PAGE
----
The issue began with the execution of John Ridsdel, who had been held for ransom by the terrorist organization Abu Sayyaf. A 68-year-old Philippines resident, Mr. Ridsdel was beheaded after the deadline passed.

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The Globe's first virtual reality project to premiere at Hot Docs

STAFF

Surviving Solitary, The Globe and Mail’s first foray into virtual reality journalism, is premiering at this year’s Hot Docs film festival in Toronto.


The project takes an immersive look at the reality of the solitary confinement experience in Canadian prisons. Approximately 1,500 provincial and federal inmates are locked in cells — some as small as two metres by three metres — for at least 23 hours a day, deprived of human contact, on any given day. The mental and physical health effects from this type of incarceration are sometimes irreversible.

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How much is your home worth? Check out our new housing data centre

Staff

The Globe and Mail has launched a new online Real Estate hub and House Price Data Centre to reflect the growing interest Canadian homeowners have in following a rapidly changing housing market that continues to surprise with vertigo-inducing new peaks in Toronto and Vancouver and slumping prices in Alberta.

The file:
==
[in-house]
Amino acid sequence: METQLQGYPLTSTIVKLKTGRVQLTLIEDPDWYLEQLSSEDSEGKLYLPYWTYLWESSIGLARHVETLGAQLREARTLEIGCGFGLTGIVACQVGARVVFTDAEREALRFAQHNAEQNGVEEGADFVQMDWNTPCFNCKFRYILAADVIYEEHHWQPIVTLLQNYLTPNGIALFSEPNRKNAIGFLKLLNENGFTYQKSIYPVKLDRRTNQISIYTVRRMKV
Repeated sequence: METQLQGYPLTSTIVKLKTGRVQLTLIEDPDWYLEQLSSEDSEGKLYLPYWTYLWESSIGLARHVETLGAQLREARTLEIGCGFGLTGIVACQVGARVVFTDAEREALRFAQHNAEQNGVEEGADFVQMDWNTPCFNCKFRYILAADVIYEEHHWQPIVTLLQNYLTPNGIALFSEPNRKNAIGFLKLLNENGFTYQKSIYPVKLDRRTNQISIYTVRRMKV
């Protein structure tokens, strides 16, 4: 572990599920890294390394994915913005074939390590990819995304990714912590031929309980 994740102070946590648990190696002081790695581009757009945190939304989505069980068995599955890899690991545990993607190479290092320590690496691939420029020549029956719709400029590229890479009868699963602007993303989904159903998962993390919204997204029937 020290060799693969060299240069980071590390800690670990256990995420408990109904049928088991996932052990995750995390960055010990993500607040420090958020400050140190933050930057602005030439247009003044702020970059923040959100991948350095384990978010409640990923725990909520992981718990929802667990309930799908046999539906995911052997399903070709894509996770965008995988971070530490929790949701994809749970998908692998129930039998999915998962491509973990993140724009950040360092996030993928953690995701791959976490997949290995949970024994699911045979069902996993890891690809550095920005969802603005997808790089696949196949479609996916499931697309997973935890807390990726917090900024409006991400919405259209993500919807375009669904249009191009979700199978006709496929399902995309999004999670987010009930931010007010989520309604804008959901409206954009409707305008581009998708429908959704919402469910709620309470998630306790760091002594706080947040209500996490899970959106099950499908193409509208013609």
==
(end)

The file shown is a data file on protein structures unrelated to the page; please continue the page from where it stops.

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What are you doing to adjust to Canada’s changing economy?

 

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Public Editor: Inconsistent style can be confusing to readers

SYLVIA STEAD

Readers have noticed a few inconsistencies lately in whether a politician is called Dr., Ms. or Mr. They wonder what the rules are and who decides. And they wonder if the variations are due to sexism or sloppiness.

Last week, Ontario Health Minister Eric Hoskins visited the troubled reserve of Attawapiskat, which is facing a suicide and mental health crisis. In the same article, Federal Minister of Indigenous and Northern Affairs, Carolyn Bennett, said she was heartened by the efforts to help the community.

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Five ways to stay better informed before markets open

Darcy Keith

A subscription to Globe Unlimited unlocks a bevy of financial and investing insight every morning. Through our Inside the Market section, subscribers get access to valuable Street research, insight on North American stocks and markets before they open, and key chart moves that can signal buying and selling opportunities. 

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Public Editor: The danger of trying – and failing – to be clever in journalism

SYLVIA STEAD

On Friday afternoon, a failed attempt to be clever in a blurb on a Facebook posting sparked the wrath of many readers.

It was about an amazing survival story that showed the courage and resourcefulness of two men and a teenager lost in a blizzard on Baffin Island.

Nunavut MLA Pauloosie Keyootak, his son and nephew were lost for nine days in what Canadian Press reporter Bob Weber called “one of the most forbidding environments on Earth.”